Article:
This chapter will argue that a mere convention or precedent that referenda should be held for constitutional change is meaningless without the political impetus for it. This will be shown by drawing upon the AV referendum which was used instrumentally as a bargaining tool in the coalition negotiations (Bogdanor, 2011; Qvortrup, 2012), the constant debates over an EU referendum which is advocated generally by Euro-sceptics and opposed by EU suppers (Hansard, 2011). Finally, despite a referendum being held for the Alternative Vote, one was not proposed for potential House of Lords reform in order to ease Coalition tensions (UCL Constitution Unit, 2012).
The next chapter will examine local referenda and the various statutory mechanisms for their use. Parishioners can legally require a local authority to hold a referendum in a parish under the Local Government Act 1972; this can be on any issue but is non-binding. Under the Local Government Act 2003 advisory referenda can be held by a local authority on anything linked with its powers (House of Commons Library, 2012). Finally the Localism Act 2011 provides for local referenda if council tax is increased excessively (Leigh, 2011). In this chapter the Dover Town poll on the future of the port will be examined in depth (Dover Town Council, 2011), as well as the transport referenda in Edinburgh and Manchester (BBC News, 2005; Manchester Evening News, 2008).
Having created a full account of the British use of referenda, the dissertation will move onto developing a theory of in which circumstances referenda are best utilised in the UK, in a way which fits in with constitutional developments. Thus the section will begin by tracing British constitutional reform since 1997 which was summarised in the introduction of this proposal.
The following chapters will draw upon these constitutional changes and the empirical findings in the first section to develop a theory of the best utilisation of referenda in the modern constitution. Referenda, both in the literature and in political discourse have largely been untouched in this process of constitutional reform, and this section will create a modern theory of the referendum which fits these changes.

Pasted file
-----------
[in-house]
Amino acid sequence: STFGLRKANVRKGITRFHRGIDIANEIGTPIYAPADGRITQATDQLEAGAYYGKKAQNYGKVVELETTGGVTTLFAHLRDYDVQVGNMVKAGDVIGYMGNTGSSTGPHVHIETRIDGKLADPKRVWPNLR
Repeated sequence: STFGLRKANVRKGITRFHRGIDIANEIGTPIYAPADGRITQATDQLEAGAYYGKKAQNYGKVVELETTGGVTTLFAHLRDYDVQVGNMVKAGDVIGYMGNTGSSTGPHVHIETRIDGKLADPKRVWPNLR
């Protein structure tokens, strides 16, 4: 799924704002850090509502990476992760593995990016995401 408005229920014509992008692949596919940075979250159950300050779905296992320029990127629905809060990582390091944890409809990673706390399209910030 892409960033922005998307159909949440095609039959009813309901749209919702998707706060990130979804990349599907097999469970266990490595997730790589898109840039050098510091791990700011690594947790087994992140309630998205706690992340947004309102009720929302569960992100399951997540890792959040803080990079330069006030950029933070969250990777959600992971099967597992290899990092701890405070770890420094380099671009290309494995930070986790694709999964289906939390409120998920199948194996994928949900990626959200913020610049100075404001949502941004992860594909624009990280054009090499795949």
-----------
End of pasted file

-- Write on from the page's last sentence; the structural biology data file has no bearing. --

It will be argued that national referenda should be held on fundamental constitutional issues, as per the consensus in the literature, for the reason that the people should ultimately decide if their relationship with the state is to change. However, in order to avoid the demonstrated politicisation of referenda which ultimately damages the concept and to ensure referenda develop with the changing constitution, the circumstances in which a referendum is triggered should be codified in law. Codification of this sort was rejected by the House of Lords Select Committee as being too difficult and incompatible with parliamentary sovereignty (2010); however the European Union Act 2011 and Localism Act 2011 both have shown this to be inaccurate, both these acts ensure that referenda are triggered in specific circumstances, removing political discretion from the calculation. (Leigh 2011, Gordon and Dougan 2012)
Local referenda should form part of this modern theory based on an analysis of the data generated from the examination of the Dover, Manchester and Edinburgh referenda. Local referenda can give people more control over important aspects of their everyday lives, and fit well into the Government’s localism agenda and impetus behind devolution. Some argue that local referenda abrogate local representative democracy, and so are not appropriate (House of Lords, 2010). However it will be shown that this is inaccurate, these arguments against local referenda are the same as those historically put against referenda in general before the 1970s (Maine 1885, Adams 1889, Stoddart 1910). Just as national constitutional referenda are now seen to supplement representative democracy (Grimond & Neve, 1975; Alderson, 1975; Bogdanor, 1981), the same will be demonstrated with local referenda. This is especially important in the light of low levels of engagement with local democracy, the changing constitution and the Government’s localism agenda.
Finally, for this theory to be realised, and for referenda to develop both in concept and in practice with the changing constitution policy changes will be needed. Further codification of national constitutional referenda is needed, along the lines of the European Act 2011. Additionally reform of the operating practices of local referenda is required such as allowing for postal and proxy votes, and longer polling both opening hours, as advocated by Charlie Elphicke MP (Hansard, 2012).
Methodology and Ethics
This research will take the form of a case study of the UK. The UK has been selected for two reasons. Firstly it has a unique constitutional arrangement which makes analysis particularly interesting. Secondly referenda are of growing significance in British politics, caused by constitutional change and coalition government, making it important to clarify their place and use. There are no specific temporal limits to the focus of this research, however as it is providing a modern updated account of referenda in the UK a most of the evidence will be from 1997 onwards, for this marks the start of the process of constitutional reform, with a significant focus on 2010 onwards coinciding with the Coalition Government’s time in power.